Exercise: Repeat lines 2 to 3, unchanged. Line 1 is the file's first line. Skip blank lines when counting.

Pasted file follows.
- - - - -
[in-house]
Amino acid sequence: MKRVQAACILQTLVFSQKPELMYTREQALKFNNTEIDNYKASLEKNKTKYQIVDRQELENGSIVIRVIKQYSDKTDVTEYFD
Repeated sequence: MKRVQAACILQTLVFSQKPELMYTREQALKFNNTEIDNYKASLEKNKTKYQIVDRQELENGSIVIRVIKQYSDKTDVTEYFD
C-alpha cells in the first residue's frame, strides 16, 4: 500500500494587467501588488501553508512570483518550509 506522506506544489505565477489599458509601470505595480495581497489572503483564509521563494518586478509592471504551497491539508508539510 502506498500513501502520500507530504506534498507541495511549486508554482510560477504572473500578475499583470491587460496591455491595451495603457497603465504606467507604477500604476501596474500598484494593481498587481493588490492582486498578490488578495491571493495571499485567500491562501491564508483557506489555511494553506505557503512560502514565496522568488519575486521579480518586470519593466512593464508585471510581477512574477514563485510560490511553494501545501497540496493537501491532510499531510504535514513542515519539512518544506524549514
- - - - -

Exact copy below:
Amino acid sequence: MKRVQAACILQTLVFSQKPELMYTREQALKFNNTEIDNYKASLEKNKTKYQIVDRQELENGSIVIRVIKQYSDKTDVTEYFD
Repeated sequence: MKRVQAACILQTLVFSQKPELMYTREQALKFNNTEIDNYKASLEKNKTKYQIVDRQELENGSIVIRVIKQYSDKTDVTEYFD